This means that a given year of the Jewish calendar can has as few as 353 days or as many as 385 days. But on average, over the 19 year cycle, this system matches up the solar and lunar cycles perfectly.
You might say: The Gregorian calendar is so much simpler. Why go to all this trouble, just to hang on to this antiquated tradition of keeping lunar months? What are we, werewolves?
(Maybe some of us?)
In fact, many Jews are not only asking this question; they’re taking action. Some families these days move their Passover seder, for example, to a night other than the actual holiday, because it’s easier to have it on a weekend than in the middle of the week!
Now, in the distant past, lunar months made all kinds of sense. Many Jewish holidays are on the 15th of a given month because that’s when the full moon is! In a time before electric light, if you want to have a big public festival, when is it the safest to party the latest? On the full moon!
But John, you might say, we have electric light. And my boss and my in-laws, who I have to schedule around, don’t care whether it’s the full moon or the new moon or the Reverend Moon or Moon Unit Zappa. Why hang on to something so obsolete and inconvenient?
1. Tradition. And not just in the “Fiddler on the Roof” / my grandma would roll over in her grave / guilt-trip kind of tradition. Keeping the Jewish calendar lets us say that as near as we can figure, we are celebrating the holidays with almost the exact same timing as people from Bible did, three or four thousand years ago. There’s something cool about being a link in a chain that stretches back unbroken over 4,000 years.
2. Connection to nature. People feel more meaning in their lives when they feel connected to something greater than themselves. What if you could say: I am one with the sun, I am one with the moon, I am one with the seasons, and I am one with an entire people – all at once – just as God intended it for me when we received the Torah. What could be more “greater than yourself” than that?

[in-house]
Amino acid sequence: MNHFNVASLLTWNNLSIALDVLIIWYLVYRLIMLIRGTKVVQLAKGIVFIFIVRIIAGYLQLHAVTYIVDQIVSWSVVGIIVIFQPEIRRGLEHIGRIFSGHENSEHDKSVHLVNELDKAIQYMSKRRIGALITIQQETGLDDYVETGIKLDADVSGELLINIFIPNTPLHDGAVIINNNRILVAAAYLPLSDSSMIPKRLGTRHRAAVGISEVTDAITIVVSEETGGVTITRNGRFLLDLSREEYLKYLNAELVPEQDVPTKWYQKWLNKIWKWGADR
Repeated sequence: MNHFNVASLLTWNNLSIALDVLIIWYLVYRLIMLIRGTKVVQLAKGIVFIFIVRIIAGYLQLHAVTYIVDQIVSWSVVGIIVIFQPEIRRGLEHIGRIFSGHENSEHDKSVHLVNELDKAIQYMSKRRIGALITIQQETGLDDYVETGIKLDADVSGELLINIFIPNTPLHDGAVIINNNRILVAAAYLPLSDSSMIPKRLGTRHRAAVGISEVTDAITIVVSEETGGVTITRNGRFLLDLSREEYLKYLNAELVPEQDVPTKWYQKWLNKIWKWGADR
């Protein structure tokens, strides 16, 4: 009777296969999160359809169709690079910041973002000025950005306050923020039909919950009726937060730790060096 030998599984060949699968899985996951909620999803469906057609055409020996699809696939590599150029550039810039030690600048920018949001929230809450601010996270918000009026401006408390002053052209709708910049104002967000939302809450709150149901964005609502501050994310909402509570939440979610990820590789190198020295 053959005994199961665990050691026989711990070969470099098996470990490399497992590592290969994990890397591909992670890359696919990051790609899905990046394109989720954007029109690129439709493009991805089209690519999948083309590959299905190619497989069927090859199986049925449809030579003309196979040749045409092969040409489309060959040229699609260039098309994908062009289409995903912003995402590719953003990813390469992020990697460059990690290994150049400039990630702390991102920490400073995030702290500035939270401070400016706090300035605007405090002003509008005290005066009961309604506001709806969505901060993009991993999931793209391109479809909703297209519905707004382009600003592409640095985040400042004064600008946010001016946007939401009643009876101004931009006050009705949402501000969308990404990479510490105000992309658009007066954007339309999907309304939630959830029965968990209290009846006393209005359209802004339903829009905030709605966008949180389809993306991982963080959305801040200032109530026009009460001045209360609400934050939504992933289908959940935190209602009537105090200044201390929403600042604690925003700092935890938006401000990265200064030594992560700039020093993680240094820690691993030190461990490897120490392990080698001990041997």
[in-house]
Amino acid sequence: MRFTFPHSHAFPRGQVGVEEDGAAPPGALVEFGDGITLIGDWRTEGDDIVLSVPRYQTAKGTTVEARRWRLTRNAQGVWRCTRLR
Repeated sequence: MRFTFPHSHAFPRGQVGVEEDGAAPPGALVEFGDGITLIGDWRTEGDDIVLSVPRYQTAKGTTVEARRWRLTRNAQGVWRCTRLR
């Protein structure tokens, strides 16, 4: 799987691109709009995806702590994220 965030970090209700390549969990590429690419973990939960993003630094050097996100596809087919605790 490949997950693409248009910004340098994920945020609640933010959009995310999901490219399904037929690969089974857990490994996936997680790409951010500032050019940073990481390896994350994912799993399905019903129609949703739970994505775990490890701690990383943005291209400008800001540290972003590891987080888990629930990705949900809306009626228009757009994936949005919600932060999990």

3. Stickin’ It to the Man. This doesn’t appeal to everyone, but there’s something I love about the transcendent, countercultural nature of practicing traditional Judaism (complete with our own “underground” calendar!) from within a culture which, like it or not, passively plans its entire existence around a papal decree from 1562. You want to have an enormous dinner for 6 hours on a Tuesday night, because of that one time God went all Biblical on Egypt? And declared you a free person forever more? You go right ahead, Hero.
So that’s why the Jewish calendar seems weird compared to what you might be used to, and why you might want to consider following it anyway. There are a few other minor details, like how most fast days are moved to the next day if they fall on Shabbat, and how a couple of months vary in length to make sure Yom Kippur never falls on a Friday or Sunday. But we can talk about that another time.
I’d love to know what questions you have about the Jewish calendar. Please leave your questions or suggestions for future articles in the comments below!